Versiani et al. (2011) evaluated the anatomy of two-rooted mandibular canines using a high-resolution computed tomography, reporting that the furcation was frequently located in the middle thirds of roots (58%). Also, it was noted that size of buccal and lingual roots was equal in 28% of the cases or with lingual roots larger than buccal (36%) curved to mesial.

The knowledge of normal root canal anatomy and their variations is essential to minimize the possibility of occurrence of accidents during the development of dental treatments, as concluded Setzer et al. (2011). The final purpose of this case report highlights the importance of complete knowledge about the morphology of root canals and their possible variations, complementing the clinical examination with radiographic investigation, to increase the capacity of treating difficult cases during clinical approach.



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Uslu, O.; Akcam, M. O.; Evirgen, S. & Cebeci, I. Prevalence of dental anomalies in various malocclusions. Am. J. Orthod. Dentofacial. Orthop., 135(3):328-35, 2009.         [ Links ]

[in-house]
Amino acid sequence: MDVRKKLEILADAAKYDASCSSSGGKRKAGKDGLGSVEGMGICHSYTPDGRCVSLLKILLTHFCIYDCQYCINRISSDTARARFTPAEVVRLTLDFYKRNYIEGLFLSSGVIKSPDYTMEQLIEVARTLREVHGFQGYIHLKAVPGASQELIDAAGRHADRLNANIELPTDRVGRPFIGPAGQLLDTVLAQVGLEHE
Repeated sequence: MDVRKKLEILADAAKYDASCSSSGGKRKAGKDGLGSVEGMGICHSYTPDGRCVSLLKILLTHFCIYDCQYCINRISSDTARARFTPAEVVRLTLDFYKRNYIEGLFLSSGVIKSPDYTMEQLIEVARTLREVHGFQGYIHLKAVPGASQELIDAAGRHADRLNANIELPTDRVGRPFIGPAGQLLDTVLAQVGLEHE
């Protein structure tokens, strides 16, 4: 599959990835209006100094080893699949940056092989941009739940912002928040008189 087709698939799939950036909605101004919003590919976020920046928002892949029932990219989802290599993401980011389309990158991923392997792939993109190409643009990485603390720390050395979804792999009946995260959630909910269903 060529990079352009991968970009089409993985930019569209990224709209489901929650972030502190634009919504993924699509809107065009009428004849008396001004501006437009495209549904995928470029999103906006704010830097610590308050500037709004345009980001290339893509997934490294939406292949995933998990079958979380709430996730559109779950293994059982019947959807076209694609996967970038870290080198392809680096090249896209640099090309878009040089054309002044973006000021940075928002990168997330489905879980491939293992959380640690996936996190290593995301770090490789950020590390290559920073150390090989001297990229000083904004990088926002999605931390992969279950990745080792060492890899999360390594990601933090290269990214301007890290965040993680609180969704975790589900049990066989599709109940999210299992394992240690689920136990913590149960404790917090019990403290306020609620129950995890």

Versiani, M. A.; Pécora, J. D. & Sousa-Neto, M. D. The anatomy of two-rooted mandibular canines determined using micro-computed tomography. Int. Endod. J., 44(7):682-7, 2011.         [ Links ]

Victorino, F. R.; Bernardes, R. A.; Baldi, J. V.; Moraes I. G.; Bernardinelli, N.; Garcia, R. B. & Bramante, C. M. Bilateral mandibular canines with two roots and two separate canals: case report. Braz. Dent. J., 20(1):84-6, 2009.         [ Links ]

Correspondence to:

Ramón Fuentes Fernández

Departmento Odontología Integral
Facultad de Odontología
Universidad de la Frontera
Manuel Montt 112


Received: 28-04-2013
Accepted: 16-09-2013